"With continuous, real-time monitoring of populations of people, we’ll be able to mine the collected data for patterns that can guide clinically oriented investigations and deliver personalized medicine,”said Stanford Genome Technology Center Director Ron Davis, who worked on the project with Sam Emaminejad, a postdoctoral scholar at Stanford and UC Berkeley, and Ali Javey, a UCB researcher in electronic materials.
The team tested the device by having individuals exercise for different durations and intensity.
"We were able to show how well the device worked," said UC Berkeley's George Brooks, a researcher in exercise physiology and metabolism who worked with the inventors. "A medical technician could get a reading on somebody instantaneously and then follow that, instead of taking a blood sample and then sending that to a laboratory and waiting several hours for a result."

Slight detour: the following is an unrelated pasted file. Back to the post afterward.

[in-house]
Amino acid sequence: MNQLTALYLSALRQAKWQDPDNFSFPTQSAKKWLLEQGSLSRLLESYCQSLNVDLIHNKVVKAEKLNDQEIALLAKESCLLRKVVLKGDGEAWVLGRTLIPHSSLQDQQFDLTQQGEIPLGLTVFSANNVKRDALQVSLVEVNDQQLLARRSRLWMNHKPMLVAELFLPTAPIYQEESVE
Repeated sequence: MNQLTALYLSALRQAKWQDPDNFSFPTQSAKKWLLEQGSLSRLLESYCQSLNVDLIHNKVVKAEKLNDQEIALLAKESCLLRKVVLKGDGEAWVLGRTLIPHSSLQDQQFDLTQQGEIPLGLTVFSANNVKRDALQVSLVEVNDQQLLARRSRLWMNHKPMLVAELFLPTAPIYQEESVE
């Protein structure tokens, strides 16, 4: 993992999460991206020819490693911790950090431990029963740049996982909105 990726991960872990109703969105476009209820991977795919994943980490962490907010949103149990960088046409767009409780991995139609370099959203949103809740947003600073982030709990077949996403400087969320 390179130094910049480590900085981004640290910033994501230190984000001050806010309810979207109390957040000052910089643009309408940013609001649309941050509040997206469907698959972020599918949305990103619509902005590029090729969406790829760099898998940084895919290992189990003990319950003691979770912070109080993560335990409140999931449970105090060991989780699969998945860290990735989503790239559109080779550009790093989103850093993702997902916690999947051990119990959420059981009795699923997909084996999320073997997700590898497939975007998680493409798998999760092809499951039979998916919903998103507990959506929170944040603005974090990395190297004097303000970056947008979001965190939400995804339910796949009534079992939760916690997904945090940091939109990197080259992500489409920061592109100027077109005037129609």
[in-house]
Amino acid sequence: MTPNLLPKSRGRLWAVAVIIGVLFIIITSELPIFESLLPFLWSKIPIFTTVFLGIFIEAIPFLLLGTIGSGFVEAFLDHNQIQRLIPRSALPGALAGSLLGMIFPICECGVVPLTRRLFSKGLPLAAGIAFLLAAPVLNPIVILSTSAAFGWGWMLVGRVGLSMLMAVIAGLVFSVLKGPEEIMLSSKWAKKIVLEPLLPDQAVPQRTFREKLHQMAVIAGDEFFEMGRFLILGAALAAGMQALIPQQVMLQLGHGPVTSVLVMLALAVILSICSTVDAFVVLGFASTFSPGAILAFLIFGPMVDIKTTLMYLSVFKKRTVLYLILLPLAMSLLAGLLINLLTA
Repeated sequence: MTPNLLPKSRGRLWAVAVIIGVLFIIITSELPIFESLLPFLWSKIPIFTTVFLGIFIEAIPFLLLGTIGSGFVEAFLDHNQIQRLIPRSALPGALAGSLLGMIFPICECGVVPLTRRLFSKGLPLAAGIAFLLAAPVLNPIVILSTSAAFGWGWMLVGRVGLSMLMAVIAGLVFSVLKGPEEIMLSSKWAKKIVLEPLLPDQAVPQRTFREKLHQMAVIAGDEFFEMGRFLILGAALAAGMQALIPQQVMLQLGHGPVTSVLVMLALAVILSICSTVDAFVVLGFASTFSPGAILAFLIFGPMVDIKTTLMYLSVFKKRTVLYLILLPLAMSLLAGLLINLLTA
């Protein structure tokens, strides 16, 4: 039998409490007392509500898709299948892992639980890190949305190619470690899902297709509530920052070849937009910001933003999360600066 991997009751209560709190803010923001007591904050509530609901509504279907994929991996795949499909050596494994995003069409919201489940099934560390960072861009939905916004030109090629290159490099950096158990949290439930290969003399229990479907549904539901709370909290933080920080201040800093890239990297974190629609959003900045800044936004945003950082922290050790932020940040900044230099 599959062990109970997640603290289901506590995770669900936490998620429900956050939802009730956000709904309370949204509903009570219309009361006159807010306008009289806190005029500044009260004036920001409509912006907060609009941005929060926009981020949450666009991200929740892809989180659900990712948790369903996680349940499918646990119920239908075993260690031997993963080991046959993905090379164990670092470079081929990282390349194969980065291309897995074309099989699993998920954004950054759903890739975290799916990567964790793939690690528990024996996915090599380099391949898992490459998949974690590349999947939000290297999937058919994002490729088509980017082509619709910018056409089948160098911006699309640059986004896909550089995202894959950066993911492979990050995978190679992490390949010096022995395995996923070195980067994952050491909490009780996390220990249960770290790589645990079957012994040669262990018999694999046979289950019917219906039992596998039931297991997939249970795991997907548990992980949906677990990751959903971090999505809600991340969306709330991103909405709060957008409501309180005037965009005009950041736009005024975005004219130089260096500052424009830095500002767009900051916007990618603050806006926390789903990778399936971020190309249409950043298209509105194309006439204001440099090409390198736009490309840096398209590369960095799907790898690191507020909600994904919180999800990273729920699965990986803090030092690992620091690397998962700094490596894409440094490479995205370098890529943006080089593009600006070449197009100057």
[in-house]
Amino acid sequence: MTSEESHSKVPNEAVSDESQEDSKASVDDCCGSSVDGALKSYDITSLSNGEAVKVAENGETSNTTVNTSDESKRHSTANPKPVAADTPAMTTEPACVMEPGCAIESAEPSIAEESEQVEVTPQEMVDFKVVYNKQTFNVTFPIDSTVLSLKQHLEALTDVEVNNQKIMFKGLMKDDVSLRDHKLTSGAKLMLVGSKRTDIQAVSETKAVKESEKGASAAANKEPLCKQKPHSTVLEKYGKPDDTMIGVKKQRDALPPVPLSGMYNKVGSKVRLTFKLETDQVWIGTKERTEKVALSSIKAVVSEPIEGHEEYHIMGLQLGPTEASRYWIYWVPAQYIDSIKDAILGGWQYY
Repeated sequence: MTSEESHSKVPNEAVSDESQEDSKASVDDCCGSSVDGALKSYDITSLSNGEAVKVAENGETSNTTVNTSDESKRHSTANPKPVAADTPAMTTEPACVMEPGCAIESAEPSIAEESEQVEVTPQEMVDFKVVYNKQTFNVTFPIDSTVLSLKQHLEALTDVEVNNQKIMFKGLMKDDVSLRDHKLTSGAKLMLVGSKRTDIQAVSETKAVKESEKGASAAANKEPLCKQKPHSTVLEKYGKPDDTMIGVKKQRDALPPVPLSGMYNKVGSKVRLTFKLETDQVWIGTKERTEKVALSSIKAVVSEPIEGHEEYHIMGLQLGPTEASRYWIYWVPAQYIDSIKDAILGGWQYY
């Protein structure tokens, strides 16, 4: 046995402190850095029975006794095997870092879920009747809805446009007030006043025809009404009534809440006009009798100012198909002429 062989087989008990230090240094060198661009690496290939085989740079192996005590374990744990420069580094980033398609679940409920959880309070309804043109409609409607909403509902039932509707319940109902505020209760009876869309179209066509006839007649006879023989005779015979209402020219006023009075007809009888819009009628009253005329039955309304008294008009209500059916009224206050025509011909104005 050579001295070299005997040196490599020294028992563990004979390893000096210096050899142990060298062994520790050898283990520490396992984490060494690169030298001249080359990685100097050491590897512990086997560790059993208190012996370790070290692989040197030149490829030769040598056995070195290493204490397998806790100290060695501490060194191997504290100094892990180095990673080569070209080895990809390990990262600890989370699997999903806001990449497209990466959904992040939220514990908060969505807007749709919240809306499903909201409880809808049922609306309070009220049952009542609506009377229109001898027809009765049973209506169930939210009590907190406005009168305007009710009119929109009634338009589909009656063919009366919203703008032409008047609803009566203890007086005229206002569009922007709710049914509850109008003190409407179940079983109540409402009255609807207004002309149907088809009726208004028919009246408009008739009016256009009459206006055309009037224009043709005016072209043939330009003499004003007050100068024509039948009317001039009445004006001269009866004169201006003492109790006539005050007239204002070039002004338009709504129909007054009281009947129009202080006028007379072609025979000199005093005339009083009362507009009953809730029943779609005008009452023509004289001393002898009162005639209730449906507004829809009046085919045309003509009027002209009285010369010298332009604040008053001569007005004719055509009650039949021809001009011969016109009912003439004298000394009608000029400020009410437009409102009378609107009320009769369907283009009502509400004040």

So when you can buy it? Well, maybe not next Christmas. From Nature:
Javey says he has applied for patents on the technology. But there are still many challenges to overcome before you can expect to buy a sweat sensor incorporated into a wearable fitness band. For one thing, scientists aren’t used to working with such tiny quantities of fluid, and people aren’t always sweating. “Many applications will be outside athletics, where wearable bands or patches will have to locally stimulate sweat,” says [wearable technology researcher Jason] Heikenfeld.
Also in the article, Javey cautions that sweat sensors are not as accurate as blood tests.
So for now, don't sweat the results. But maybe soon ...